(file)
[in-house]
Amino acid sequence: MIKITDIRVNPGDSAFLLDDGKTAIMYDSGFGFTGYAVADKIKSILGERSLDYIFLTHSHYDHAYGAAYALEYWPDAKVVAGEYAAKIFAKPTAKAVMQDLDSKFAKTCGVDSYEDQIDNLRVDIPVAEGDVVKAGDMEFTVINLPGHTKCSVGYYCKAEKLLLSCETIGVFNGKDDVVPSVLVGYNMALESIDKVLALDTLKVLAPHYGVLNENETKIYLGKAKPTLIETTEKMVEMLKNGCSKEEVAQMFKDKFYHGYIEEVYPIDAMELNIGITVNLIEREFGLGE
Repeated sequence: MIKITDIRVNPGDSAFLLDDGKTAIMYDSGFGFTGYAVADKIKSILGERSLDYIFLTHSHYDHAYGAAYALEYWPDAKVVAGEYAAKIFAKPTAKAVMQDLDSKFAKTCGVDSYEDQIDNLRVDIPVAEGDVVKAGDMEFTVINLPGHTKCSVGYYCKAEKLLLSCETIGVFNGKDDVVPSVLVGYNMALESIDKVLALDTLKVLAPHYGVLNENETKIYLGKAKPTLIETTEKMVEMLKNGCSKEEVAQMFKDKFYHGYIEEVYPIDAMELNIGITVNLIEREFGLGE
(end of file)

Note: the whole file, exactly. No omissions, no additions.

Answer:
[in-house]
Amino acid sequence: MIKITDIRVNPGDSAFLLDDGKTAIMYDSGFGFTGYAVADKIKSILGERSLDYIFLTHSHYDHAYGAAYALEYWPDAKVVAGEYAAKIFAKPTAKAVMQDLDSKFAKTCGVDSYEDQIDNLRVDIPVAEGDVVKAGDMEFTVINLPGHTKCSVGYYCKAEKLLLSCETIGVFNGKDDVVPSVLVGYNMALESIDKVLALDTLKVLAPHYGVLNENETKIYLGKAKPTLIETTEKMVEMLKNGCSKEEVAQMFKDKFYHGYIEEVYPIDAMELNIGITVNLIEREFGLGE
Repeated sequence: MIKITDIRVNPGDSAFLLDDGKTAIMYDSGFGFTGYAVADKIKSILGERSLDYIFLTHSHYDHAYGAAYALEYWPDAKVVAGEYAAKIFAKPTAKAVMQDLDSKFAKTCGVDSYEDQIDNLRVDIPVAEGDVVKAGDMEFTVINLPGHTKCSVGYYCKAEKLLLSCETIGVFNGKDDVVPSVLVGYNMALESIDKVLALDTLKVLAPHYGVLNENETKIYLGKAKPTLIETTEKMVEMLKNGCSKEEVAQMFKDKFYHGYIEEVYPIDAMELNIGITVNLIEREFGLGE